Zac and I spent the majority of our play in the water, while Jenna came in for a short while before returning back to the shade of the tree and listened to music. I would really like to buy some snorkel gear (worth buying when compared to price of renting, despite having to tote around) and explore the clear seas, but the water is SO salty that I’m afraid I won’t be able to even snorkel. I dunked my head under the water with my eyes closed and came back up with burning eyes. This is an indication to me that the salt content is too much, and this problem is perpetuated with a diving mask where there is no circulating oxygen to flow through and your eyes just marinate in the salty fumes. It makes my eyes sting in all water, but it’s worse in waters with higher salt content. I may buy it anyway and just try my best to push through it.
Once we’d finished playing in the water the three of us went off to explore the rest of Railay. The small island has several limestone caves to explore, which we did. Not as impressive as the Jenolen Caves in the Blue Mountains of Australia, but definitely a pleasant little walk in cooler temperatures as we escaped the sun inside the caves. The limestone is beautiful and it’s amazing the way water has slowly carved the caves. It’s humbling to think about. Time is such an amazing thing.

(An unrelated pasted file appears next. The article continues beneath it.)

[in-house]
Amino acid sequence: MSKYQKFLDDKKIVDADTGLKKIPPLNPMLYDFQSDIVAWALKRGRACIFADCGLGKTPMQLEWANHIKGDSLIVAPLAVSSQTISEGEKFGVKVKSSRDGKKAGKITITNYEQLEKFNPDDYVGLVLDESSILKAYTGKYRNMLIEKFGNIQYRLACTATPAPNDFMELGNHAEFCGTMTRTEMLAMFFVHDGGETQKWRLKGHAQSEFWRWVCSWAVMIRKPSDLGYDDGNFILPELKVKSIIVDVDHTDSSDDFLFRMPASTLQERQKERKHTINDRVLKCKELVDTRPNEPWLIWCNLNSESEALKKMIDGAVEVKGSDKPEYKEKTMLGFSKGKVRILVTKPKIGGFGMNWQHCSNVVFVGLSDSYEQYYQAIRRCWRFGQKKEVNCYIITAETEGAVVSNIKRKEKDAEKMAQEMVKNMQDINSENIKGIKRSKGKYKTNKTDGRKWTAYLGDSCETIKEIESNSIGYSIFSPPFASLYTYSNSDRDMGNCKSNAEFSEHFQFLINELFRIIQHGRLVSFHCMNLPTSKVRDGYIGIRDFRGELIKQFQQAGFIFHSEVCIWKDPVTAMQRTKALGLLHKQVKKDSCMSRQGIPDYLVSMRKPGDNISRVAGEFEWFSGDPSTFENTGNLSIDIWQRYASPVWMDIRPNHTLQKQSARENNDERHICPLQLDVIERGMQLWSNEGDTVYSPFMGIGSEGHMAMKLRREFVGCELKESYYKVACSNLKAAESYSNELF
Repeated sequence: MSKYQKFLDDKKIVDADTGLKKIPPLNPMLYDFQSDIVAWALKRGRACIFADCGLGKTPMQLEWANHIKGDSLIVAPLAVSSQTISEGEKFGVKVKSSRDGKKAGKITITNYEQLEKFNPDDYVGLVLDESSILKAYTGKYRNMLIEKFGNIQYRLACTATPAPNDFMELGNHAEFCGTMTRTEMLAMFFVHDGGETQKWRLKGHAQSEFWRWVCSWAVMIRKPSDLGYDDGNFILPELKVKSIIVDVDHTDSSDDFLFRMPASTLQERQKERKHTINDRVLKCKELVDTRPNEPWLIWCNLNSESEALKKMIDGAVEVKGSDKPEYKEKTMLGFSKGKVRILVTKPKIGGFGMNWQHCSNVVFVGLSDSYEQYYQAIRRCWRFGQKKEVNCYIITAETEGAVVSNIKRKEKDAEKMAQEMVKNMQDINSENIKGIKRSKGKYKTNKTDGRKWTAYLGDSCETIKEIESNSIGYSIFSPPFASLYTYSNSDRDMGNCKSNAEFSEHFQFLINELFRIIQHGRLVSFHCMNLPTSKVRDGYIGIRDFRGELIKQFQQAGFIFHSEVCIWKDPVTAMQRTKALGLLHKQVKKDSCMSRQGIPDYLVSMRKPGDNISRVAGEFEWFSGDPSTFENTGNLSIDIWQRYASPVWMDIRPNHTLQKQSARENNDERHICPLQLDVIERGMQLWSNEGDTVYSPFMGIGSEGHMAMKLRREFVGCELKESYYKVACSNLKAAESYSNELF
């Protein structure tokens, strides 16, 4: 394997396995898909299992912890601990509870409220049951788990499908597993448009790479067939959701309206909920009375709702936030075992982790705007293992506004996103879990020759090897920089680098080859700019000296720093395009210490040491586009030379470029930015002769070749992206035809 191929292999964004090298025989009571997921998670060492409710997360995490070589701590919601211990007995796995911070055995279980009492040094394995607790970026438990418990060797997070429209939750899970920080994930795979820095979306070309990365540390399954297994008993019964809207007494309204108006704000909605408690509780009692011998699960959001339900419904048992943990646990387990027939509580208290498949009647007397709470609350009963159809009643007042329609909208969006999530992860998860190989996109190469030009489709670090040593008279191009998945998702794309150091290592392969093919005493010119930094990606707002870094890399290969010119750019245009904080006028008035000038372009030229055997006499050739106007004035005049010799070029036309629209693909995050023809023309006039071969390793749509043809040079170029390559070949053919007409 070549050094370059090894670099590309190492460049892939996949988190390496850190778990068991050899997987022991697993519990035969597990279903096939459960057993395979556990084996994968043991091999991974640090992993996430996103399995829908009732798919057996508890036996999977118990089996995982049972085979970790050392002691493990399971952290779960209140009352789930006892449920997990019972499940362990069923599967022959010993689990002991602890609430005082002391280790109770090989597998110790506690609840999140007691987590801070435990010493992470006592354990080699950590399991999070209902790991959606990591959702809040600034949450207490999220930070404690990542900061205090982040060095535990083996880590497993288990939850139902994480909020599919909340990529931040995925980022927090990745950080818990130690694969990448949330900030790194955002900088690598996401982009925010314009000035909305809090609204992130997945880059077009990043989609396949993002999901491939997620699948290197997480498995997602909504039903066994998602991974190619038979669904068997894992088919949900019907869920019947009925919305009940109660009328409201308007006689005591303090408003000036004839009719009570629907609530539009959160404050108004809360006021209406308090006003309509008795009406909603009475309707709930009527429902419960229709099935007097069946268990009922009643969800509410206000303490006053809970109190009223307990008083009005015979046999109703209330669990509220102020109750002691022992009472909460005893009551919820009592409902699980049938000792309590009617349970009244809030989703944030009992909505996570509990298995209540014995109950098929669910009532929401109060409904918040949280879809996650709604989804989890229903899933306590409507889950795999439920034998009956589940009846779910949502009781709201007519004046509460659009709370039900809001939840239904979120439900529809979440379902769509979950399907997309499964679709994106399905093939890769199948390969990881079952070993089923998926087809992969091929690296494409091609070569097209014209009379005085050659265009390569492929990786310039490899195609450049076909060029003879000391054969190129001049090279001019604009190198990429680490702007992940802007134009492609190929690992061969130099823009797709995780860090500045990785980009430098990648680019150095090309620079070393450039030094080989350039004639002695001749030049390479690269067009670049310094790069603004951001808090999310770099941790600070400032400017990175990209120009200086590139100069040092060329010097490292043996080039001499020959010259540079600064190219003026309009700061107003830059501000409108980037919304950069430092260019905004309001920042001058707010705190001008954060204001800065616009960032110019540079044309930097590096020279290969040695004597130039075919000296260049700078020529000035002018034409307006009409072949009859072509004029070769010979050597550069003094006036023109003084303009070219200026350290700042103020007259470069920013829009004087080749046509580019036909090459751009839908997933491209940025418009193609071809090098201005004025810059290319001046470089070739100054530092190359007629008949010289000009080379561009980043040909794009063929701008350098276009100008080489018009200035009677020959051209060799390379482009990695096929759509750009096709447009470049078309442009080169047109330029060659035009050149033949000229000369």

To walk to the limestone caves requires walking through “guided” trails of signs leading the way. Unfortunately these signs only seem to lead you to local bars and shops. We finally grew savvy to the sham and headed back in the right direction toward Pranang Beach. Pranang is another beach on Railay with more people and a cooler swimming spot (hence more people). Zac swam a bit, but I was almost dry from the previous swim and opted to sit that one out, Jenna too. We didn’t stay long at Pranang before walking back to Railay west to catch a long tail back to Ao Nang.